Economic Principles for Decision Making 313maintain the price of your existing supply. Perhaps you only Table 5.2-1 Marginal revenue calculationrisk downward price revision by 5%, but this reduced price Totalapplies to all of your output, if not immediately, then cer- Production Production, Estimated Average Total Annualtainly in the near future. The marginal revenue is the change Scenario Mt/yr Selling Price per t Revenue, millionsin total revenue, and this is not the same as the proposed Current mine 8 $10.00 $80.0$9/t selling price that the new customer is initially prepared After expansion 9 $9.50 $85.5to pay. Expansion is only viable to the point where marginal Extra output 1 $5.50 $5.5cost equates to marginal revenue. Table 5.2-1 shows this Unit marginal revenue Marginal revenuecalculation. The additional output has an effective selling price (mar-ginal revenue) of just $5.50/t—a price at which the expanded equivalent present value by discounting—that is, dividing byproduction is not viable because it is less than the marginal the compounded interest rate.cost of $9/t. Of course, real-life cases always have additional For meaningful calculations of mining investment propo-complexities that are not included in this example, but the sitions, a complete tabulation is normally prepared for all ofprinciple applies. The change in total cost and total revenue the cash flows through each year of the project’s life. Theshould be applied to the change in production, and this result aggregate cash flow (the sum of the expected positive andshould guide the decision of whether or not to proceed, not the negative cash flows) in each year is calculated first, and thisnarrowly defined costs and revenues associated just with the value is turned into a present value via the applied discountextra production. rate. To account for uncertainty and other factors, the discount The confusion between average, incremental, and mar- rate is usually greater than the long-term interest rate.ginal payoffs can work the other way, too. Most managersnaturally hesitate to throw good money after bad, but if an Valuation at Constant Point in Timeexisting project is already making a loss, this may be irrel- The first series of time-value calculations apply simple formu-evant in the decision regarding incremental expenditure on it. las to bring anticipated cash flows to an equivalent time ref-Sometimes an existing project is yielding poor returns because erence basis for calculation. Simple calculations are groupedof a bottleneck in the production chain, and small incremental into two categories:investments to remove such bottlenecks can yield large mar- 1. How to turn a future value into the equivalent presentginal returns. value and vice versa, and Whenever optimization is the objective, marginal costs 2. How to turn a regular series of equal values occurringshould be the focus. over several years into an equivalent single amount in the Procedures aimed at pit optimization (in open-pit mines) present and vice versa.and cutoff grade calculations (in all types of mines) applythis identical principle. Starting from an initial ore body, they The two functions used to relate present values to future val-examine extensions to the ore body in all dimensions to ascer- ues and vice versa aretain whether the marginal revenues from the extension exceed 1. Compound amount function (future value), andthe marginal cost of extracting the additional ore and waste. 2. Present value function.The optimum limit of mining is where, at the margins, thereturn equates to the cost. The future value is determined by the following formula:TIME VALUE OF MONEY FV = PV × (1 + i) nMoney tomorrow is not as valuable as money today. Given wherethe choice of having the same amount of money in the future FV = future valueor right now, everyone would prefer to have it now. Money PV = present valuereceived in the future has some risk that it might not mate- i = interest rate (in the time period)rialize, but even if there was no such risk, it is still worth n = number of time periods (years)more if it is available for use now. If it is available now, the 1 + i)n = compound factor (things that one might conceivably do with the money are asbroad as possible. If it is not available until some time in the Example 4. Your company has to pay a reclamation bondfuture, then the opportunity set is limited to a smaller subset to the government for each hectare (ha) of disturbed land. Theof this first set. Maximum freedom to choose is always worth funds are held in trust, earning interest at 6% compoundedsomething—particularly in more uncertain environments. annually until reclamation is complete, whereupon they areTherefore, money to be received in the future must include a returned. If you disturb 40 ha of land this year and the bond ispremium if it is to be considered equivalent to money in hand $50,000/ha, how much do you expect to get back when recla-today. Future cash flows (money) must be discounted in order mation is completed in 3 years’ time?to compare with present cash flows. Solution. Almost every economic decision in mining involves cash Present value: $50,000 # 40flows (spending money, receiving money) occurring at differ- (of money paid out now) = $2.0 millionent points of time. Consequently, economic evaluations mustincorporate a way for equating these money values at some Compound factor: (1 + 0.06)3constant point in time (usually, now). For simple calculations, = 1.191future values are derived by taking current values and mul- Therefore,tiplying by the interest rate (compounded). Or, equivalently, Future value: $2,382,000future values (anticipated cash flows) are turned into the
314 SME Mining Engineering Handbook The present value function is used to move a future value Therefore, hourly cost = $1,175,300/6,000estimate back to the present and is the inverse of the future = $195.88 per hourvalue function: FV Almost all scientific or engineering calculators and PV = spreadsheets now include functions capable of undertaking ^1 + ihn these calculations directly.where 1 = present value function Discounted Cash-Flow Analysis ^1 + ihn Although all of the functions discussed in the previous sec- tion are important in determining values for activities occur- Example 5. You have received bids from two manufac- ring over time, their usefulness is limited because they do notturers for purchase of a new dragline. The first bid (A) is com- take taxation effects into account and need regular cash flows.petitive but from a company that requires payment in full on Since almost all real-life cases involve taxation, and operat-placement of order. The second bid (B) is for a higher price, ing costs and revenues vary over time, an alternative evalu-but no payment is required until the machine starts digging in ation method must be used. The method universally used for3 years. Which is the preferred option? almost all mining and other business evaluations is the dis- counted cash flow (DCF) technique. (This technique is only Dragline A bid price briefly introduced for a simple case; however, Chapter 2.4 in (payment today): $30,000,000 the handbook addresses this technique from a broader per- Dragline B bid price spective.) In Mining Economics and Strategy (Runge 1998), (payment 3 years’ time): $40,000,000 comprehensive examples of the DCF technique are set out for Required return on capital a wide range of mining applications. (discount rate): 15% A big difference exists between corporate finance (i.e., Time n: 3 years costing, economics, and capital investment decisions) and financial accounting, which stresses incomes and earnings. Solution. While accounting procedures document what has happened, P resent value (of purchasing mining economics aims at informed decisions on what to do. Dragline B 3 years into future) $40,000,000 For accounting purposes, all expenditures are normally appor- # 0.6575 tioned over the period that the expenditure translates into use- $26,300,000 ful work. For planning and operating a business, there is no apportionment—allowance has to be made when the expense Dragline B has a lower cost than Dragline A in present actually occurs.value terms. Example 7. Consider the purchase of a dozer for $600,000 Functions are also used to relate a regular series of equal paid for today. The entire $600,000 is an immediate cash out-values occurring over several years into an equivalent single flow. An amount of $600,000 has to be available at the timeamount. The most useful of these is the capital recovery func- the dozer is delivered—before it has done any useful work.tion. Used to spread a present value amount evenly over a However, assuming straight-line depreciation over the 6-yearperiod of n years, it produces a series of equal values occur- life of the dozer, only $100,000 is considered an account-ring at the end of each year for the time period specified. ing expense in each year. Current earnings (reported profits) for this year are reduced only by $100,000. The remaining capital recovery factor = i i ]1 + ign $500,000 is expensed (counted as an operating cost) over the ]1 + ign - 1 = 1- 1 following 5 years. (1 + i) n To run the business, what is important is cash flow, not Example 6. The expected life of a rope shovel is 16 accounting profit. In Example 7, the company supplying theyears, after which time the mine will close and the salvage dozer requires the full purchase price to be paid now, not justvalue will be effectively zero. What is the annual owning cost, the amount of depreciation that the accountant attributes toincluding allowance for return on your capital invested in the this year’s cost of production. Furthermore, capital expendi-rope shovel? If the shovel works 6,000 hours per year, what is tures always occur before any production, whereas accountingthe hourly cost? conventions only assign their costs (and revenues) during or after production has taken place. Required return on capital (discount rate): 15% The objective of a cash-flow analysis is to simulate all of Cost of rope shovel: $7,000,000 the anticipated cash flows over the project’s life (and express Time (n): 16 years them in present value terms) to help make a decision to pro- ceed or not. The most obvious cash flows are Solution. • Revenues from sale of the products, Capital recovery factor: 0.15/[1 – (1/1.15)16] • Expenses incurred in producing the products, and = 0.15/[1 – 0.1069] • Capital expenditures necessary to bring about production. = 0.1679 Capital expenditures are tabulated in the cash flow in Equivalent annual cost of = $7,000,000 # 0.1679 the year prior to their use. The plant or equipment must be shovel over 16 years = $1,175,300/yr operational before any production takes place (the start of the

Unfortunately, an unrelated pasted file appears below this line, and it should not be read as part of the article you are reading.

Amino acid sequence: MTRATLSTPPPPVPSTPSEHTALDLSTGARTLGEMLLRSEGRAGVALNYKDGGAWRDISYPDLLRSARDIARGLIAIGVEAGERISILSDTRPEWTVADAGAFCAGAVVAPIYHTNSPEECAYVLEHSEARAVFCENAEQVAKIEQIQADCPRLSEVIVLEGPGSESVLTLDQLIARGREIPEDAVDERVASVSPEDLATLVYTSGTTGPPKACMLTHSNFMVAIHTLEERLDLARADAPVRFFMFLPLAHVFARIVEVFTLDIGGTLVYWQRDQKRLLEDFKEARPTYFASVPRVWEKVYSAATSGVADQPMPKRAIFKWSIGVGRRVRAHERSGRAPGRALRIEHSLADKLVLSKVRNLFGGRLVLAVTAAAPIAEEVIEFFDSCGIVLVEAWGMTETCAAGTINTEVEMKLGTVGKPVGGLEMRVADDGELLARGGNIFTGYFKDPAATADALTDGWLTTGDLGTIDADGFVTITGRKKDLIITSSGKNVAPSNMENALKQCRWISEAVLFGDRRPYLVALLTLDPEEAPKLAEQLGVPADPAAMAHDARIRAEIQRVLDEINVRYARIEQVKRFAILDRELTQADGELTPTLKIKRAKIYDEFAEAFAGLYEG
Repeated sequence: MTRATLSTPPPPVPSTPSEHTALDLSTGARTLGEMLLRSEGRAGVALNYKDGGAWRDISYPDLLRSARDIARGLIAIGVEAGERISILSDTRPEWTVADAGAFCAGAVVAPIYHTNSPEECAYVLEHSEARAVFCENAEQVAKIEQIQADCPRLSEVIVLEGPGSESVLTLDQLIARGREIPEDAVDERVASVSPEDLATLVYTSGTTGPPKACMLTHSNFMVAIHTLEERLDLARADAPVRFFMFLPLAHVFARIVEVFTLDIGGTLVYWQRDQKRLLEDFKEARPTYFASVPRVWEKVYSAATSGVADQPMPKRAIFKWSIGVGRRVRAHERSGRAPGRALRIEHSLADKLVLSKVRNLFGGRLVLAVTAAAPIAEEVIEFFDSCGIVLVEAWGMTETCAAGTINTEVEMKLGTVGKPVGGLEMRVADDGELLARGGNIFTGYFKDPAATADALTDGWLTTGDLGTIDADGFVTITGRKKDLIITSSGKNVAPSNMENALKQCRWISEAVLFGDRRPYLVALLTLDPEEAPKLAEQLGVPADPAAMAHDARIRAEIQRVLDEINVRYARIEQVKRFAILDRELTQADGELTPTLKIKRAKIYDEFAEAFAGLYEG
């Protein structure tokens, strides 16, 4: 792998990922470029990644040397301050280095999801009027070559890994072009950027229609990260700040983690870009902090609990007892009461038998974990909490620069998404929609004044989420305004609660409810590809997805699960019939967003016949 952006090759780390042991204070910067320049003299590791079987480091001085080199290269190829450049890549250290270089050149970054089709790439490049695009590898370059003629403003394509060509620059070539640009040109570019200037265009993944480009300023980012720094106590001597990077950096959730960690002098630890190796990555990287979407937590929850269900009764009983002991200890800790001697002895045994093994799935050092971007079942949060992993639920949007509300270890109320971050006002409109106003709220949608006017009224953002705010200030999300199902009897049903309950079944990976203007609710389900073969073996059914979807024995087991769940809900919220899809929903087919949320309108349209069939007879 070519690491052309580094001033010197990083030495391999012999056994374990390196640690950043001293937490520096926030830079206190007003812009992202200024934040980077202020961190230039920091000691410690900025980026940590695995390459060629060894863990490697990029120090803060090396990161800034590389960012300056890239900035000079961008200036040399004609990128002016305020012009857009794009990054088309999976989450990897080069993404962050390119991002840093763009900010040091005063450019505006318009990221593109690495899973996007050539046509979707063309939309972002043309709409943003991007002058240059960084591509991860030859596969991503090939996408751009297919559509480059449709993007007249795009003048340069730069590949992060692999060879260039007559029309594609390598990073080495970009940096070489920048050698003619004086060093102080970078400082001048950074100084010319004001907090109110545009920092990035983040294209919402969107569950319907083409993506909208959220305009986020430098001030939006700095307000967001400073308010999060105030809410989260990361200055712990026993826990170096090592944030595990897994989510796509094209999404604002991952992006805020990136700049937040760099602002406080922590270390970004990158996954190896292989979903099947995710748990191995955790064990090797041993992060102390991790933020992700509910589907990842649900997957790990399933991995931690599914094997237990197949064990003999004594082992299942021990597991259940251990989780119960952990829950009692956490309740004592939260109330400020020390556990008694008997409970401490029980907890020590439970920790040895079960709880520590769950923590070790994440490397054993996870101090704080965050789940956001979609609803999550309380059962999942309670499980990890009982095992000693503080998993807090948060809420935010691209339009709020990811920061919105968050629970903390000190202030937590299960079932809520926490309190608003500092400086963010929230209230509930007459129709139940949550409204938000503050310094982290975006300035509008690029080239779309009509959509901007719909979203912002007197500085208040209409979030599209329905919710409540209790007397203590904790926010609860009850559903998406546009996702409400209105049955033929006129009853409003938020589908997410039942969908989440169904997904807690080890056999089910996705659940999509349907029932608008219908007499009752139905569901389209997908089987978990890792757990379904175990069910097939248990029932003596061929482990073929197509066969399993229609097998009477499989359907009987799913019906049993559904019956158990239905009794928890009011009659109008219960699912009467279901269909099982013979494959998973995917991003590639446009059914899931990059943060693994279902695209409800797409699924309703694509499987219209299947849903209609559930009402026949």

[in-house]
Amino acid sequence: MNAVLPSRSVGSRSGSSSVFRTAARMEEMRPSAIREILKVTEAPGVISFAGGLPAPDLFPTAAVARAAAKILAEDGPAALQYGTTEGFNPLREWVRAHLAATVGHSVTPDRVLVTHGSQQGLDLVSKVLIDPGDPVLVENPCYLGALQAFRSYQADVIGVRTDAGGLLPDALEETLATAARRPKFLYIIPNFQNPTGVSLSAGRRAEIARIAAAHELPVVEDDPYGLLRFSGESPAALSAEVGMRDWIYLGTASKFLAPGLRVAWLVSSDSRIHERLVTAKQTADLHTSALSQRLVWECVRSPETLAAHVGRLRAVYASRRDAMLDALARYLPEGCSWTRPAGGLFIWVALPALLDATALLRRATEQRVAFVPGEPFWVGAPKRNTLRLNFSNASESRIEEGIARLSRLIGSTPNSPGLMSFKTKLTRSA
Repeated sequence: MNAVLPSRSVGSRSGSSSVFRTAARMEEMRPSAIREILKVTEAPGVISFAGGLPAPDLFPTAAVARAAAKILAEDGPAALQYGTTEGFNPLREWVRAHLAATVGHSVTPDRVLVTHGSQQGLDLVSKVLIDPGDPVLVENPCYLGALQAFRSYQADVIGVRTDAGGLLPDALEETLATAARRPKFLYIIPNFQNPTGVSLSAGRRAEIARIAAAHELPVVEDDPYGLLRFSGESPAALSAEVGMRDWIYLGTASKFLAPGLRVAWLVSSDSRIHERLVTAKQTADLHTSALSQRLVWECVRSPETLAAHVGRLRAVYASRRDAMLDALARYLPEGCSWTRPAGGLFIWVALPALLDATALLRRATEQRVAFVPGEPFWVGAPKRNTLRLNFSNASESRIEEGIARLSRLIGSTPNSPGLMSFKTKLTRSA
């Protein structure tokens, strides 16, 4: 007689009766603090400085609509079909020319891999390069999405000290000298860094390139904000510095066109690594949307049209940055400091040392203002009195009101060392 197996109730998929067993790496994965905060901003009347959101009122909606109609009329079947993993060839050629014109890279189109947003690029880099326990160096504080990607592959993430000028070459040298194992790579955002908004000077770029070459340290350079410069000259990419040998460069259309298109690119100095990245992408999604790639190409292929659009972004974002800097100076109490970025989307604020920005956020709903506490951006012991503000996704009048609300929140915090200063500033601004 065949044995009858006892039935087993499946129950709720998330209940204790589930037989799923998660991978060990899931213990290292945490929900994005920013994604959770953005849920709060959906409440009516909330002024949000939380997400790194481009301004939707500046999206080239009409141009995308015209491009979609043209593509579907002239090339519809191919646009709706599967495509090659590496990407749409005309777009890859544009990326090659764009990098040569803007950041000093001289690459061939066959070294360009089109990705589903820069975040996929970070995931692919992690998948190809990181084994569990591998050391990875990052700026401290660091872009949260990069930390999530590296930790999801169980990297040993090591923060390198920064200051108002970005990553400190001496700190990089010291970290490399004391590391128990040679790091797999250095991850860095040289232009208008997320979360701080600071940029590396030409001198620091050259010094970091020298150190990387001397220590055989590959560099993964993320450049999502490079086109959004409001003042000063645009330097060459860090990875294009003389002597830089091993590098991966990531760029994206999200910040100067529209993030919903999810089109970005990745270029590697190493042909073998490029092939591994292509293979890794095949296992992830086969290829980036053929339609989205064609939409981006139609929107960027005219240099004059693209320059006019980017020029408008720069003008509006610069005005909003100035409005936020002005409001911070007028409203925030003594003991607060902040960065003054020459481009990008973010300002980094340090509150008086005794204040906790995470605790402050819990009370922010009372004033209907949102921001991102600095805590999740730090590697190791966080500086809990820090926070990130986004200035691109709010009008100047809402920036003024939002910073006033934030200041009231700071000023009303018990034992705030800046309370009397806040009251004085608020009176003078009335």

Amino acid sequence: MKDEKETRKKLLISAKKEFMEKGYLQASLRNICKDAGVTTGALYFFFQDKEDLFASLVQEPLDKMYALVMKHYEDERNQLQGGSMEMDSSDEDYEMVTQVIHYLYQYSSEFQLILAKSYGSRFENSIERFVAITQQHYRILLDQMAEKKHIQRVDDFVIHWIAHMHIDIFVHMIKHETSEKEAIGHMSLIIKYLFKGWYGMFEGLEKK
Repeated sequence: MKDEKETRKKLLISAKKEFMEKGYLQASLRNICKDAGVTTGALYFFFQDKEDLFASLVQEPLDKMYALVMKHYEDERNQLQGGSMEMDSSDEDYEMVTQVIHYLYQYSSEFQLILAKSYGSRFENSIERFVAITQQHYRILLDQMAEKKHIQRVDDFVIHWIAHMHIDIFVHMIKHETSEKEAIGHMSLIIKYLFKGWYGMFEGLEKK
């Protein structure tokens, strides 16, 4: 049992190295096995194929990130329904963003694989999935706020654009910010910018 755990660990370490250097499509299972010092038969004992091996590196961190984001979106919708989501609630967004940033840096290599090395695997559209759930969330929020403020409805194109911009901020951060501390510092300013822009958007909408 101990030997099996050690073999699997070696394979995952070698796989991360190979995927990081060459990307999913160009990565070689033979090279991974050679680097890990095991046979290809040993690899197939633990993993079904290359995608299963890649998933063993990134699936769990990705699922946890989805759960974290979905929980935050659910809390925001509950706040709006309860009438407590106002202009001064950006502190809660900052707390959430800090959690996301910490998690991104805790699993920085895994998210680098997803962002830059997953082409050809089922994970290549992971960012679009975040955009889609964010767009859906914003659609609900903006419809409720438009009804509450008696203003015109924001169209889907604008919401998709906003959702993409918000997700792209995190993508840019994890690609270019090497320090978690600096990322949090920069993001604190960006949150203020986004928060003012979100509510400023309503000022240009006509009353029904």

Economic Principles for Decision Making 315Table 5.2-2 Sample discounted cash flow Year* 0 1 2 3 4 5 1. Production, oz — 32,000 50,000 50,000 50,000 45,000 2. Operating revenue at $500/oz — $16,000 $25,000 $25,000 $25,000 $22,500 3. Operating expenses — $10,598 $17,762 $19,339 $21,073 $20,882 4. Operating profit (2 – 3) — $4,402 $7,238 $5,661 $3,927 $1,618 5. Capital expenditure $15,000 — — — — — 6. ax depreciation this year at 27.5% (declining balance) T — $4,125 $2,991 $2,168 $1,572 $1,140 7. nd-of-year written-down value E — $10,875 $7,884 $5,716 $4,144 $3,005 for tax purposes 8. Salvage value (= 7) — — — — — $3,005 9. Taxable profit (4 – 6) — $277 $4,247 $3,493 $2,355 $47810. ncome tax payable at 35% tax rate I — $97 $1,486 $1,223 $824 $16711. After-tax profit (9 – 10) — $180 $2,760 $2,270 $1,531 $31112. Net cash flow (4 – 5 + 8 – 10) ($15,000) $4,305 $5,751 $4,439 $3,103 $4,45513. Discount factor (at 15% ROI†) 1.0000 0.8696 0.7561 0.6575 0.5718 0.497214. Discounted cash flow (12 × 13) ($15,000) $3,744 $4,349 $2,919 $1,774 $2,21515. Net present value $0 — — — — —*All annual cash flows are in thousands, rounded to nearest thousand.†ROI = return on investment.period). With the end-of-year convention, capital expenditures Table 5.2-3 Base data for discounted cash-flow calculationare therefore placed at the end of the preceding year. Item Value Cash-flow tabulations should normally commence with Initial capital cost $15,000,000production tabulated on the top or near to the top of the table, Life of project 5 yearsbecause almost all of the revenue and many of the operatingexpenses are related to production. Revenues (the primary Salvage value at end of life At written-down valuecash inflow) are also tabulated at the top of the table. Production per year Varies To obtain the operating profit, operating costs are sub- Selling price $500/oztracted from the operating revenues. All operating expenses Annual operating expenses As shownare included in a cash-flow calculation, even if some of the Depreciation rate for tax purposes 27.5%costs pertain to production in following years. This differs (declining balance)from the way operating costs are treated for accounting pur- Tax rate 35%poses, where expenses that pertain to production in succeed- Discount rate 15%ing time periods (e.g., advance stripping) are apportioned tothe period in which they directly relate to production. A sample discounted cash-flow tabulation for a mining Although the format for cash-flow tabulations in real-project is set out in Table 5.2-2. In this tabulation, a hypotheti- life applications—even for large projects—is similar tocal gold mine with a 5-year life produces up to 50,000 oz/yr Table 5.2‑2, even simple assessments include many more ele-and expects to sell all of the output at $500/oz. The main back- ments than shown. Elements commonly built into the DCFground data needed for this tabulation (or any discounted cash- tabulation include exchange rate factors, expected escalationflow tabulation) are set out in Table 5.2-3. and de-escalation of cost and revenue components (inflation In Table 5.2-3 the data has been deliberately chosen for adjustments), and finance charges.illustrative purposes so that the selling price of $500/oz yieldsa net present value of zero at a discount rate of 15%. This REFERENCESdiscount rate is just a guideline and is usually determined by Baumol, W.J., and Blackman, S.A.B. 1993. Natural resources.senior company finance personnel weighing the relative risks In The Fortune Encyclopaedia of Economics. Edited byand the cost of capital between this project and any alternative D.R. Henderson. New York: Warner Books. pp. 40–41.projects that the company might otherwise choose to apply its Runge, I.C. 1998. Mining Economics and Strategy. Littleton,resources to. Thus, in this example, if the gold price exceeded CO: SME.$500/oz, the internal rate of return would exceed this (oppor-tunity) cost of capital, and the project could proceed.